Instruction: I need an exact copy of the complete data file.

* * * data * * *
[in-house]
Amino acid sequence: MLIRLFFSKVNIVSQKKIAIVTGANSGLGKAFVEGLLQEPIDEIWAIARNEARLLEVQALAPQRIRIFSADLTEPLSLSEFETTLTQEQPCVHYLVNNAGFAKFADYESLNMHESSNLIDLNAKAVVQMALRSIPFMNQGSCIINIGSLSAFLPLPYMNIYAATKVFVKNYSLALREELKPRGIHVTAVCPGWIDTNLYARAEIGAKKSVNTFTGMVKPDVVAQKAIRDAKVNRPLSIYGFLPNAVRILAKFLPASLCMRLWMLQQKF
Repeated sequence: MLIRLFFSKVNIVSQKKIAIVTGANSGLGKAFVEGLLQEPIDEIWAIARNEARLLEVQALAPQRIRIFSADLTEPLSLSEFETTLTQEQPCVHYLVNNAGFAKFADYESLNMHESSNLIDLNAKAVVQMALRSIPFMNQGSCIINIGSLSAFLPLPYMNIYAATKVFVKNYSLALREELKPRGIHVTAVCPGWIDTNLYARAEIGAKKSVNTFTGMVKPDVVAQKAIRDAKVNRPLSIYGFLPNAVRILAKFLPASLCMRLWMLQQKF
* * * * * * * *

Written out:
[in-house]
Amino acid sequence: MLIRLFFSKVNIVSQKKIAIVTGANSGLGKAFVEGLLQEPIDEIWAIARNEARLLEVQALAPQRIRIFSADLTEPLSLSEFETTLTQEQPCVHYLVNNAGFAKFADYESLNMHESSNLIDLNAKAVVQMALRSIPFMNQGSCIINIGSLSAFLPLPYMNIYAATKVFVKNYSLALREELKPRGIHVTAVCPGWIDTNLYARAEIGAKKSVNTFTGMVKPDVVAQKAIRDAKVNRPLSIYGFLPNAVRILAKFLPASLCMRLWMLQQKF
Repeated sequence: MLIRLFFSKVNIVSQKKIAIVTGANSGLGKAFVEGLLQEPIDEIWAIARNEARLLEVQALAPQRIRIFSADLTEPLSLSEFETTLTQEQPCVHYLVNNAGFAKFADYESLNMHESSNLIDLNAKAVVQMALRSIPFMNQGSCIINIGSLSAFLPLPYMNIYAATKVFVKNYSLALREELKPRGIHVTAVCPGWIDTNLYARAEIGAKKSVNTFTGMVKPDVVAQKAIRDAKVNRPLSIYGFLPNAVRILAKFLPASLCMRLWMLQQKF